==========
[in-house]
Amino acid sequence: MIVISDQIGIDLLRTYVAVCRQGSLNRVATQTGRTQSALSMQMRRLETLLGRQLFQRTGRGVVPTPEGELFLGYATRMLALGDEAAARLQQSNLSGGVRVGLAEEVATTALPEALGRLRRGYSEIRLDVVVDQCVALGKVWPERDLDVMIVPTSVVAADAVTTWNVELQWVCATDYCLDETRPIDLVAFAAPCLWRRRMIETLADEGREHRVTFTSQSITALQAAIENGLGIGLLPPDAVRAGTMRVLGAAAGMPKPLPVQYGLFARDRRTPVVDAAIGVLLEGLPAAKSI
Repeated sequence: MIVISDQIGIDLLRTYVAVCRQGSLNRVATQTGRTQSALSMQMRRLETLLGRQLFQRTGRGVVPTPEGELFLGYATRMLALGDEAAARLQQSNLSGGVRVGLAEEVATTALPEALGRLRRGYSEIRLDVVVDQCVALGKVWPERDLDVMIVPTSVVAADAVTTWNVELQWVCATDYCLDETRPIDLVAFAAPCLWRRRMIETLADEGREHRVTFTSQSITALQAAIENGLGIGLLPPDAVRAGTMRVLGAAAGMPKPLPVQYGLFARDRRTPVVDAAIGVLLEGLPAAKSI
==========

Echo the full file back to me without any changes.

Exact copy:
[in-house]
Amino acid sequence: MIVISDQIGIDLLRTYVAVCRQGSLNRVATQTGRTQSALSMQMRRLETLLGRQLFQRTGRGVVPTPEGELFLGYATRMLALGDEAAARLQQSNLSGGVRVGLAEEVATTALPEALGRLRRGYSEIRLDVVVDQCVALGKVWPERDLDVMIVPTSVVAADAVTTWNVELQWVCATDYCLDETRPIDLVAFAAPCLWRRRMIETLADEGREHRVTFTSQSITALQAAIENGLGIGLLPPDAVRAGTMRVLGAAAGMPKPLPVQYGLFARDRRTPVVDAAIGVLLEGLPAAKSI
Repeated sequence: MIVISDQIGIDLLRTYVAVCRQGSLNRVATQTGRTQSALSMQMRRLETLLGRQLFQRTGRGVVPTPEGELFLGYATRMLALGDEAAARLQQSNLSGGVRVGLAEEVATTALPEALGRLRRGYSEIRLDVVVDQCVALGKVWPERDLDVMIVPTSVVAADAVTTWNVELQWVCATDYCLDETRPIDLVAFAAPCLWRRRMIETLADEGREHRVTFTSQSITALQAAIENGLGIGLLPPDAVRAGTMRVLGAAAGMPKPLPVQYGLFARDRRTPVVDAAIGVLLEGLPAAKSI